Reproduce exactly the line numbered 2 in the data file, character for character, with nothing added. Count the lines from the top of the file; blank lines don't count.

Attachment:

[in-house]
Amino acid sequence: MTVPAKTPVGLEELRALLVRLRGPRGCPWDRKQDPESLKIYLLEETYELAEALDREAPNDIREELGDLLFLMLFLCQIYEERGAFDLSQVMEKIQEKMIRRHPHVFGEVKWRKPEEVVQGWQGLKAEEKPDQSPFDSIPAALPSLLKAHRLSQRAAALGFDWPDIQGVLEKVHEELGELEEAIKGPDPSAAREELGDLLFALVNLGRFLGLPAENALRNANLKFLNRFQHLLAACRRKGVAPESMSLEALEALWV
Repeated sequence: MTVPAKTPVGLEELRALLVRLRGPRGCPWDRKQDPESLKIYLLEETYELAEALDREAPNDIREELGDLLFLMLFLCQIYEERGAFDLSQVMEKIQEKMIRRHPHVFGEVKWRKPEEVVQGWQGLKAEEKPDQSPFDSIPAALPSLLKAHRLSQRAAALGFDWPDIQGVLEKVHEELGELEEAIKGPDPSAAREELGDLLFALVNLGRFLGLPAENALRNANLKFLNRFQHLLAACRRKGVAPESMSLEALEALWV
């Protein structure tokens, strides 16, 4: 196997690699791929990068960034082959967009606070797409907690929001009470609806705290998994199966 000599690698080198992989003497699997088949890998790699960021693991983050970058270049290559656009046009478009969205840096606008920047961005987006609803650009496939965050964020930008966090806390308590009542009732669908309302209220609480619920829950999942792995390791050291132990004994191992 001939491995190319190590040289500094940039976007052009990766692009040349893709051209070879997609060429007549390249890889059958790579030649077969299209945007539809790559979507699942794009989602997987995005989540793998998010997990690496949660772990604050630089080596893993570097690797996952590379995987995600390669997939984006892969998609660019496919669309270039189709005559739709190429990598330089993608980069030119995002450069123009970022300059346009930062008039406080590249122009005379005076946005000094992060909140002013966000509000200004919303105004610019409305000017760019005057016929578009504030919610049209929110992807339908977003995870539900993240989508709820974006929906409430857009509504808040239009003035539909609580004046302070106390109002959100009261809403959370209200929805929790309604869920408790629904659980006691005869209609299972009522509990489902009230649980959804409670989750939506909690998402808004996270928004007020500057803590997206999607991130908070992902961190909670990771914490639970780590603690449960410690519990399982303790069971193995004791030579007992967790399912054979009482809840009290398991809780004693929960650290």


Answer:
Amino acid sequence: MTVPAKTPVGLEELRALLVRLRGPRGCPWDRKQDPESLKIYLLEETYELAEALDREAPNDIREELGDLLFLMLFLCQIYEERGAFDLSQVMEKIQEKMIRRHPHVFGEVKWRKPEEVVQGWQGLKAEEKPDQSPFDSIPAALPSLLKAHRLSQRAAALGFDWPDIQGVLEKVHEELGELEEAIKGPDPSAAREELGDLLFALVNLGRFLGLPAENALRNANLKFLNRFQHLLAACRRKGVAPESMSLEALEALWV